Bringing his son, Billy, into his financial services firm seemed so wise to Drew. Billy was smart and had an MBA. Now that he was married, Billy was ready to settle down into a stable career that would give him financial security. It would be great for Drew to be able to eventually hand the business to his son. It would ensure that his clients had continuity when he retires. It would be especially wonderful, they both thought, because they had always gotten along so well together, sharing hobbies and family travel.
It had seemed like a no-brainer, but it turned into a nightmare. Bringing Billy into the business ended up harming it and their relationship.
A simple Reality Check that covers all the mental factors (see the appendix) discussed in the pages that follow could have prevented this from happening. It was predictable that Billy would not be a good fit for the role Drew wanted him to fill. Here's what we've found that makes it so predictable.
The three mental factors/parts of the mind behind job success
Billy needed to know more about the financial advice he was giving before he gave it. This is a cognitive factor (aka thinking).
THINKING — WHAT YOU KNOW
Cognitive— skills, knowledge, reason, experience, education, or capabilities
How smart Billy was turned out — as it usually does — to be only a small part of what he needed to do to succeed in the business. In fact, getting A's in school does not forecast success in the field of financial services.
"Brainiacs lack common sense," some people say. While that is not true, it is true that a high IQ does not ensure adequate knowledge and the professional skills to be able to help people make financial decisions that satisfy their needs and desires.
Understanding what makes people tick helps, and that's exactly what Drew did not understand about Billy. He did not realize that Billy had not learned common sense business judgment prior to coming into the family firm. Billy's years of sports-related camps and internships were of little value in the business. His lack of experience showed up when dealing with clients and staff. People liked him, but they did not respect him.
Here's another example of a cognitive, or thinking-based, issue.
Clare has an MBA, but the sister with an undergraduate degree in journalism turned out to be the better businesswoman. Her uncle had seen that in her sister from the time she had convinced him to put ads in her fledgling neighborhood magazine.
"I'd say both of them are smart," the uncle said, "but Clare is not the natural deal maker; her sister was more entrepreneurial. Clare, by doing what the books taught her to do, would be better suited to working in larger corporations."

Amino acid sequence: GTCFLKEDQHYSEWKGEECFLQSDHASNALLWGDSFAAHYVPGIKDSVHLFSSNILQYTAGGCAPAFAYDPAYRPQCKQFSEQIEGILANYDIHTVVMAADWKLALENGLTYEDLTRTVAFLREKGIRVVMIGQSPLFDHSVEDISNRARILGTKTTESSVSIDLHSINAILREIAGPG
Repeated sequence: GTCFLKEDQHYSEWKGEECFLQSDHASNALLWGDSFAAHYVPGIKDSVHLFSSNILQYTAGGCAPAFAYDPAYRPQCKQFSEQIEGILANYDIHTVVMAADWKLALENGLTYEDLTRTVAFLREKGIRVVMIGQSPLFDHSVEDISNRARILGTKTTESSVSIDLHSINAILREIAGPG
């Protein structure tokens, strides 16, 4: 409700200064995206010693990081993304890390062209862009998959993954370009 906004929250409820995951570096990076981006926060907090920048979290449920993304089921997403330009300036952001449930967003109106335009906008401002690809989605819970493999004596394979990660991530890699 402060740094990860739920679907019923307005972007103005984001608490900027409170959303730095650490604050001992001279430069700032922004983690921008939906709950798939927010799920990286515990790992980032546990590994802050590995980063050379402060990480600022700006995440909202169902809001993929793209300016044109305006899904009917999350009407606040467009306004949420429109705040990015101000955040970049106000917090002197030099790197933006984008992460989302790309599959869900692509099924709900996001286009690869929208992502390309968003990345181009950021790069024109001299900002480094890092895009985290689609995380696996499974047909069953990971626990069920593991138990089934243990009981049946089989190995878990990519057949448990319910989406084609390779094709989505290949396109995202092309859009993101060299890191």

A particular type of FOB, the professional firm, requires FMs to have specific types of knowledge. These firms involve relatives who are lawyers, doctors, accountants, appraisers, realtors, and such. In many of these situations, the skills of a parent offer a shelter under which the next generation can learn the business — once they have the credentials to be in it.
"She's riding on her father's coattails," is often true in these FOBs. But one day, the daughter will be billing more hours or selling more homes, and the parent can bow out. It's a nice setup when it works. But first, it requires the learned ability to do what needs to be done.
FEELING — WHAT YOU WANT
Affective — Values, desires, motivation, attitudes, preferences, or emotions
Drew is highly motivated to make every single business deal a home run. Billy was fine just getting a walk to first base. Drew thought he could coach Billy to a higher level of ambition. The affect between them changed when Drew realized his son was not as concerned about helping the team win as Drew wished he were.
Any fan watching Billy play could have predicted he would get traded. But it's usually tough for a parent to come to grips with that.
If FOB leaders dissuade their youngsters from chasing their dream careers, is it any different from Drew trying to turn Billy into the person he dreams Billy could be?
FOB owners often tell us, "They had to get it out of their system." And, "I didn't want them moping around here as if it were a slave camp." They also say, "The worst thing I ever did was try to make my kid do things my way."
DOING — HOW YOU WILL AND WON'T TAKE ACTION
Conative — Actions, ReActions, and CounterActions: Instinct-based natural drives, necessity, innate force, mental energy, or talents
Conation is an internal, unchanging, unconscious attribute that is not altered by education, coaching, counseling, self-help manuals, parenting, or pleading. It is derived from subconscious, unalterable instincts, which come in a set of attributes or traits that are the modes of a person's natural method of striving, or modus operandi (MO). They determine how we act, react, and interact.
As every parent knows, kids come into the world being their unique selves. Their conative actions become acts of will when someone interferes with their control over their innate, instinct-driven patterns of behavior. (Watch two-year-olds to see the stubbornness of human instincts.)
Individuals have no control over the modalities of their conative behaviors, yet they do have the power to determine when they will use this resource. Learning to exercise this power appropriately is a big part of gaining maturity.
"Taking charge of your own destiny" assumes that the individual has the self-determination or free will to direct the uses of his or her conative strengths. You can offer your FMs opportunities to work in an FOB, but how they will perform there is entirely under their own control.
People are predictable in the way they will act because of the instinctive and distinctive patterns within an individual's conative makeup.
The existence of conation was identified by the ancient philosophers, but it has been ignored by academics. The Kolbe Theory has brought it to light by discovering the four universal instincts that drive our unique methods of problem solving when we are striving.
Instincts are the bedrock, hardwiring, and DNA-equivalent of the mind. Like a fingerprint or blood type, a person is born with this conative MO and can count on it to be there for a lifetime. And there is nothing you can do to change that — no matter how much your FOB could use a little more or less of your MO.
These are the four Action Modes and universal instincts Kathy identified in the 1980s. All human beings naturally take action on a continuum of behavior for each of these modes.
Fact Finder: The instinctive way we gather and share information.